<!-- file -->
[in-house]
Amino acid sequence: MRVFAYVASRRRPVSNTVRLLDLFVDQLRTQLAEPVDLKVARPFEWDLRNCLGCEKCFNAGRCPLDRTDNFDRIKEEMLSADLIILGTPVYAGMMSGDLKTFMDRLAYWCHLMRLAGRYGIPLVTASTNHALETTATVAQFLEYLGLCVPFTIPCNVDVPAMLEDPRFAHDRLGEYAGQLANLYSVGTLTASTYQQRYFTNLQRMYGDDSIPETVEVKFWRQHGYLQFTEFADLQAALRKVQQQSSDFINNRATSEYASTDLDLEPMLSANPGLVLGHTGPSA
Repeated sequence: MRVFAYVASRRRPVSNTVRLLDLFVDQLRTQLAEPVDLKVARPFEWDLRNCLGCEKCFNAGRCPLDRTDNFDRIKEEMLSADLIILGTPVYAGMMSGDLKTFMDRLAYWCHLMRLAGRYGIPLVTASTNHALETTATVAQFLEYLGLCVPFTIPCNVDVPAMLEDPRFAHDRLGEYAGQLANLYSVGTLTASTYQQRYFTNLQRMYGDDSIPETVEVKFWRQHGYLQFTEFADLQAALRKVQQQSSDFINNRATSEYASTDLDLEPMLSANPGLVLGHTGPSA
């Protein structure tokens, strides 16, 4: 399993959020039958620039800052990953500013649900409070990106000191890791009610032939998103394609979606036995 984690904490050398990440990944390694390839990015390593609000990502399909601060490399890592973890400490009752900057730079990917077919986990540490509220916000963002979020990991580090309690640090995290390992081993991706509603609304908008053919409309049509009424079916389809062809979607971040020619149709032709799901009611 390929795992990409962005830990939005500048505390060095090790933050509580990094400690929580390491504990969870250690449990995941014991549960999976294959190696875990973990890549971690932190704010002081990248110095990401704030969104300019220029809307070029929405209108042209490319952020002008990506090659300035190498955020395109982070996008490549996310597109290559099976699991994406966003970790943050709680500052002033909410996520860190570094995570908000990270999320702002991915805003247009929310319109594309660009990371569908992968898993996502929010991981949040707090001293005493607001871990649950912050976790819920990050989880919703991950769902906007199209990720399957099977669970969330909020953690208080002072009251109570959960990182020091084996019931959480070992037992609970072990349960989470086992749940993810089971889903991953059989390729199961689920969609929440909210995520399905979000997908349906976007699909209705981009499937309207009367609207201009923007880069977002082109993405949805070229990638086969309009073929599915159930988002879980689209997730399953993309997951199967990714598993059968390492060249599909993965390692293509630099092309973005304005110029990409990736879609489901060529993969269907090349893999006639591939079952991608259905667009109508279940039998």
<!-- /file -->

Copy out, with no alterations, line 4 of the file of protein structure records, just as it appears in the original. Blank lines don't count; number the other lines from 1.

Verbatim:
């Protein structure tokens, strides 16, 4: 399993959020039958620039800052990953500013649900409070990106000191890791009610032939998103394609979606036995 984690904490050398990440990944390694390839990015390593609000990502399909601060490399890592973890400490009752900057730079990917077919986990540490509220916000963002979020990991580090309690640090995290390992081993991706509603609304908008053919409309049509009424079916389809062809979607971040020619149709032709799901009611 390929795992990409962005830990939005500048505390060095090790933050509580990094400690929580390491504990969870250690449990995941014991549960999976294959190696875990973990890549971690932190704010002081990248110095990401704030969104300019220029809307070029929405209108042209490319952020002008990506090659300035190498955020395109982070996008490549996310597109290559099976699991994406966003970790943050709680500052002033909410996520860190570094995570908000990270999320702002991915805003247009929310319109594309660009990371569908992968898993996502929010991981949040707090001293005493607001871990649950912050976790819920990050989880919703991950769902906007199209990720399957099977669970969330909020953690208080002072009251109570959960990182020091084996019931959480070992037992609970072990349960989470086992749940993810089971889903991953059989390729199961689920969609929440909210995520399905979000997908349906976007699909209705981009499937309207009367609207201009923007880069977002082109993405949805070229990638086969309009073929599915159930988002879980689209997730399953993309997951199967990714598993059968390492060249599909993965390692293509630099092309973005304005110029990409990736879609489901060529993969269907090349893999006639591939079952991608259905667009109508279940039998």